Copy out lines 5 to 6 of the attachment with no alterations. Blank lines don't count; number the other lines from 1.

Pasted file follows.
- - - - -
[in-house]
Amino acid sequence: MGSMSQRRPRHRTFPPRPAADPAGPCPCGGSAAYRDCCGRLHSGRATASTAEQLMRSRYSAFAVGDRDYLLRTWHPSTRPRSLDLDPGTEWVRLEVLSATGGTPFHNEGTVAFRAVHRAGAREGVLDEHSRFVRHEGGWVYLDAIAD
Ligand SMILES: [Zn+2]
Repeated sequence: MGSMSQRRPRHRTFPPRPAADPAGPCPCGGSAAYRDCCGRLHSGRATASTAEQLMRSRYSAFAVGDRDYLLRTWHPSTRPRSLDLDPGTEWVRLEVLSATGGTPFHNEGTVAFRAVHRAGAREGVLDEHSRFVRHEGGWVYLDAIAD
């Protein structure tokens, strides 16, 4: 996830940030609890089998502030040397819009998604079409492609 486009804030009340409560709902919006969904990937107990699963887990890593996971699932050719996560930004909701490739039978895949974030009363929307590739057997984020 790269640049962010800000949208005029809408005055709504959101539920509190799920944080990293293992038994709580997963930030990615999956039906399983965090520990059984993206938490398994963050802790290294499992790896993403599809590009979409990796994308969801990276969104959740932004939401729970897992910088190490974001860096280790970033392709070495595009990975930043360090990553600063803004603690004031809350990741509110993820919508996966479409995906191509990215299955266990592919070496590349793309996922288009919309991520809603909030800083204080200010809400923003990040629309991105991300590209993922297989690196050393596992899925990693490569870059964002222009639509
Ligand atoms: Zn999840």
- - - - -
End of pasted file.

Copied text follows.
């Protein structure tokens, strides 16, 4: 996830940030609890089998502030040397819009998604079409492609 486009804030009340409560709902919006969904990937107990699963887990890593996971699932050719996560930004909701490739039978895949974030009363929307590739057997984020 790269640049962010800000949208005029809408005055709504959101539920509190799920944080990293293992038994709580997963930030990615999956039906399983965090520990059984993206938490398994963050802790290294499992790896993403599809590009979409990796994308969801990276969104959740932004939401729970897992910088190490974001860096280790970033392709070495595009990975930043360090990553600063803004603690004031809350990741509110993820919508996966479409995906191509990215299955266990592919070496590349793309996922288009919309991520809603909030800083204080200010809400923003990040629309991105991300590209993922297989690196050393596992899925990693490569870059964002222009639509
Ligand atoms: Zn999840």